The software does have its limitations. In its mission statement, Liquid Feedback says it is an “online system for discussing and voting on proposals in an inner party (or inner organizational) context and covers the process from the introduction of the first draft of a proposal to the final decision.” This means that the software is only intended to be used to decide on policy papers within a party, and is not meant to replace a legislative body’s core function. Germany’s Pirate Party is one of Liquid Feedback’s largest adopters. For now, the software is only used by the party to finalize position papers that then inform decisions at the party’s conventions. Some members would like to see it used to make decisions within the party, but for now, it seems the software is still in its trial period for the Pirate Party. This doesn’t mean only few users have tried out the platform. Almost 10,000 pirates are LQFB members. Yet for now, use of the platform is limited to condensing results and bringing them to a vote at the party’s convention.

There also seems to be a small tech literacy barrier. As is typical of open-source software, the interface and user experience are far from award-winning. Political science professor, Christophe Bieber, says the interface may be “seen as ‘nerdy or geeky’ by many new recruits, especially when compared with the familiar mechanisms of wikis and collaborative text editors. It has an interface only a developer could love”. If Germany, with a high digital literacy might find it a little challenging to gather participants, countries with low digital literacy might be long ways away from adopting such technology." (http://www.thegovlab.org/democratizing-policymaking-online-liquid-feedback/)



Examples


History

From an interview with the 4 co-founders:

"Marco Deseriis (MD): Let us begin from the origins of the idea of Liquid Democracy. To my knowledge, this concept was first formulated in the year 2000 by John Washington Donoso (aka Sayke) in online forums that are no longer online. Donoso claims that he designed Liquid Democracy as a “knowledge sorting system” that could recommend answers to a question based on the shared knowledge of the community. In his mind, LD was meant to determine the best answer to a common problem--e.g. how to maintain civil infrastructure. Sayke also claims that because answer recommendation does not force a community to choose the most recommended answer, it is fundamentally different from an LD system based on proxy voting like LF. In his words, “rather than a mechanism through which we are informed by others, vote proxying (and traditional democratic representation) acts as a mechanism through which we cede power to others.” Do you agree with Sayke that his idea of LD is fundamentally different from yours?


Björn Swierczek (BS): So far as we know, the idea of Liquid Democracy dates as far back as Lewis Caroll’s Principles of Parliamentary Representation (1884), a short book that puts forward the idea of delegate voting in a modern democracy. However, this idea could be utilized and implemented in many different ways for many different purposes. In the text you cite, Sayke says the very same thing: “Liquid Democracy stands as an alternative to direct and representative democracy, but they each can be implemented in 17 hojillion ways - all kinds of voting systems can be designed which use direct, liquid, or representative democracy.”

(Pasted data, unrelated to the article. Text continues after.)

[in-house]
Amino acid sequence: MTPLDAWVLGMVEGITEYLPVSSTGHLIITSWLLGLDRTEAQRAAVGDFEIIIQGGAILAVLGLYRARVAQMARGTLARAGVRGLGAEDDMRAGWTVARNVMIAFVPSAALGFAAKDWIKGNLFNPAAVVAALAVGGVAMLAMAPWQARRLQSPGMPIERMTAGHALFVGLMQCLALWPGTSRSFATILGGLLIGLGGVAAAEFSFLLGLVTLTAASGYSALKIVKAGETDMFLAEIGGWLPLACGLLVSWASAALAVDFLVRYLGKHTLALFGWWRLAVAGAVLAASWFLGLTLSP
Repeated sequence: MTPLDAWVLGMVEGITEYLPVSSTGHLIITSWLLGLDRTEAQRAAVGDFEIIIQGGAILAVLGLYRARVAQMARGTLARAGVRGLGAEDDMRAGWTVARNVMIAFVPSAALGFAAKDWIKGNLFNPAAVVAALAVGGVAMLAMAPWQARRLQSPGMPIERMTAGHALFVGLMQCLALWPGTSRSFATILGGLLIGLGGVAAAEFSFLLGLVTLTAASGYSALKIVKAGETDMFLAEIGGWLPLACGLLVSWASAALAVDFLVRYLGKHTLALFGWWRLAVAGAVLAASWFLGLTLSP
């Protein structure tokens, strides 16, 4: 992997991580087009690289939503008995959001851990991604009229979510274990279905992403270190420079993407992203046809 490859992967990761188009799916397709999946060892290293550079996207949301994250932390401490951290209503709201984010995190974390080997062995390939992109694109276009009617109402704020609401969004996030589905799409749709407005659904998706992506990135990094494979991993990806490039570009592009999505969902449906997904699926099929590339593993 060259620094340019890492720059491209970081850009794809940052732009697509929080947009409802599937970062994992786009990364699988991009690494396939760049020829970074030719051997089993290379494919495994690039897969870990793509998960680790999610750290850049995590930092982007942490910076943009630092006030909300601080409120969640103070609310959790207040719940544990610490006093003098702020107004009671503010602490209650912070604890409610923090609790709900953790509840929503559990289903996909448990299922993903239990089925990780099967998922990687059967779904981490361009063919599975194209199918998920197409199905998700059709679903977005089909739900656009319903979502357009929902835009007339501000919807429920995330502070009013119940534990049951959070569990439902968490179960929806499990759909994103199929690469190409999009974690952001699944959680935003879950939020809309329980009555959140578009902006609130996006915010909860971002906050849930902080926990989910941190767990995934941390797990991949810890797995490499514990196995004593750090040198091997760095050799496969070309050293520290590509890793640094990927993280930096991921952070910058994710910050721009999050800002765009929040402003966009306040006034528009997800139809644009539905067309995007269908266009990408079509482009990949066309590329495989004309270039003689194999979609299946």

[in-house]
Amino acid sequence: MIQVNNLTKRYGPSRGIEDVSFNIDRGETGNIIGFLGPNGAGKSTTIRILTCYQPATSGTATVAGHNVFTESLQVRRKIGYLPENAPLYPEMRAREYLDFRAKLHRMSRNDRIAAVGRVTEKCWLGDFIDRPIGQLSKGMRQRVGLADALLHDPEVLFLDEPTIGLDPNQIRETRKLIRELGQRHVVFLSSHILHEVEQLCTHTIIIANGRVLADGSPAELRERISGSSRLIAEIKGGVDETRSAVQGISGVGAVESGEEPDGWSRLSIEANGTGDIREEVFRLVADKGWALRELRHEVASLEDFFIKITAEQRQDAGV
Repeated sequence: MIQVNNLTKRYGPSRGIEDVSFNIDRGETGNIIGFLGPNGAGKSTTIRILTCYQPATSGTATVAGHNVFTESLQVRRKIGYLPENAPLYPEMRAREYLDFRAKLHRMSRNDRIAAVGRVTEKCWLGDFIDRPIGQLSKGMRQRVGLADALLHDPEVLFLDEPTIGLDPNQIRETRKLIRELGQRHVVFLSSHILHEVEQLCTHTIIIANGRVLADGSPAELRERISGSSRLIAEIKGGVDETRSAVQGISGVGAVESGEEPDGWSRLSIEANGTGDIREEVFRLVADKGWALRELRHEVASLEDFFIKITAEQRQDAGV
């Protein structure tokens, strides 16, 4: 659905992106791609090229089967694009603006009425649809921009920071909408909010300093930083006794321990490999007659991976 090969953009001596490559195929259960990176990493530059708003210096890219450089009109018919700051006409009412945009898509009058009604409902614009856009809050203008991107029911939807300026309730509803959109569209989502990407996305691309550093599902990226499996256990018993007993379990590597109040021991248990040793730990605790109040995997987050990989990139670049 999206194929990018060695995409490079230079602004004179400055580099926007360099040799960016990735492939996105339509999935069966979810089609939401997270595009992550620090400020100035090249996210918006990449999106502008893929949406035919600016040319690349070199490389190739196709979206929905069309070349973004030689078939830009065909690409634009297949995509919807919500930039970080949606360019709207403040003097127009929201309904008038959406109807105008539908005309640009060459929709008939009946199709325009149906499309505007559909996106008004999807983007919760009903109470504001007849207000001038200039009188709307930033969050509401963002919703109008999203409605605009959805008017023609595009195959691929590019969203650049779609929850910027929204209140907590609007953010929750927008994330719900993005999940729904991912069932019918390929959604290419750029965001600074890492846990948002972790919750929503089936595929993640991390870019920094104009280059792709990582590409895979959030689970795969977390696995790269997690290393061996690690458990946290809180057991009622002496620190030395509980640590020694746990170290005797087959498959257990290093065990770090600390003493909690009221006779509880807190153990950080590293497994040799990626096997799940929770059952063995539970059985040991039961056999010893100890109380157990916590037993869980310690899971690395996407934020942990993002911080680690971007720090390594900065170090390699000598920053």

In 2009, we learned that no useable implementation of Liquid Democracy was available. To give the idea of Liquid Democracy a chance, we started creating LiquidFeedback to actually allow people to use it. As we had political parties in mind, the main task was to create a structured discussion process and the possibility of making solid decisions. Therefore, we created the unique LF proposition development and decision-making process, including predictable scheduling of the four phases of a decision (admission, discussion, verification and voting) and a hierarchical structure of units, areas, issues, initiatives, and suggestions. Furthermore, we created the Harmonic Weighting algorithm to ensure a fair share of representation for minorities by allocating display space. In addition, LF utilizes further algorithms to process the users actions accordingly and features a clone-proof preferential voting system.

Sayke's paper on how he would like to utilize the idea of Liquid Democracy for answer recommendation is something very different. LF goes far beyond the simple dream of Liquid Democracy and provides a feasible implementation for proposition development and decision-making." (https://www.opendemocracy.net/can-europe-make-it/jan-behrens-axel-kistner-andreas-nitsche-bj%C3%B6rn-swierczek-marco-deseriis/liquid-de)

Status

0. 2015:

"Frustrated at the Pirates’ impasse, the four developers decided to focus on the development of the software and to leave the party in January 2011. Since then, the four have continued to develop LF and to promote digital democracy through the Association for Interactive Democracy, which has held workshops in Burma, Pakistan, Georgia, and Colombia. In 2014, the four co-authored The Principles of LiquidFeedback, a book that details the design principles, voting theory, and political philosophy behind the software." (https://www.opendemocracy.net/can-europe-make-it/jan-behrens-axel-kistner-andreas-nitsche-bj%C3%B6rn-swierczek-marco-deseriis/liquid-de)

1. Penetration of LF, October 2012, by Axel Kistner: